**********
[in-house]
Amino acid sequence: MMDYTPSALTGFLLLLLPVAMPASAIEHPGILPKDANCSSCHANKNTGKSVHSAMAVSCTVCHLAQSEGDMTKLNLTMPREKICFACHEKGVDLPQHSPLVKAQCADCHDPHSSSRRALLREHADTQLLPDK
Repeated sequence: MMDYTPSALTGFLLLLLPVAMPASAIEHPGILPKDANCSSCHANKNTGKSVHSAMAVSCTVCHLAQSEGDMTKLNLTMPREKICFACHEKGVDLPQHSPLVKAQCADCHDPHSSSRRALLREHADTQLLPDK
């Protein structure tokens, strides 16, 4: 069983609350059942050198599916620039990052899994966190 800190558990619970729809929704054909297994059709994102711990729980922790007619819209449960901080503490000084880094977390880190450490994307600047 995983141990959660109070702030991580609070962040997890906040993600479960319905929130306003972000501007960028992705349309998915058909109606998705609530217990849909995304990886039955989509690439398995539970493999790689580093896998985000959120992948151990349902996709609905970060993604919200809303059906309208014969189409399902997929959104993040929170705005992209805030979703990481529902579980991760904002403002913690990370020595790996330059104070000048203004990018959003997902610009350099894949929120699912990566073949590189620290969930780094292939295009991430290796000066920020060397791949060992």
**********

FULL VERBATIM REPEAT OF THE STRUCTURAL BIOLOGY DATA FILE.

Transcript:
[in-house]
Amino acid sequence: MMDYTPSALTGFLLLLLPVAMPASAIEHPGILPKDANCSSCHANKNTGKSVHSAMAVSCTVCHLAQSEGDMTKLNLTMPREKICFACHEKGVDLPQHSPLVKAQCADCHDPHSSSRRALLREHADTQLLPDK
Repeated sequence: MMDYTPSALTGFLLLLLPVAMPASAIEHPGILPKDANCSSCHANKNTGKSVHSAMAVSCTVCHLAQSEGDMTKLNLTMPREKICFACHEKGVDLPQHSPLVKAQCADCHDPHSSSRRALLREHADTQLLPDK
């Protein structure tokens, strides 16, 4: 069983609350059942050198599916620039990052899994966190 800190558990619970729809929704054909297994059709994102711990729980922790007619819209449960901080503490000084880094977390880190450490994307600047 995983141990959660109070702030991580609070962040997890906040993600479960319905929130306003972000501007960028992705349309998915058909109606998705609530217990849909995304990886039955989509690439398995539970493999790689580093896998985000959120992948151990349902996709609905970060993604919200809303059906309208014969189409399902997929959104993040929170705005992209805030979703990481529902579980991760904002403002913690990370020595790996330059104070000048203004990018959003997902610009350099894949929120699912990566073949590189620290969930780094292939295009991430290796000066920020060397791949060992």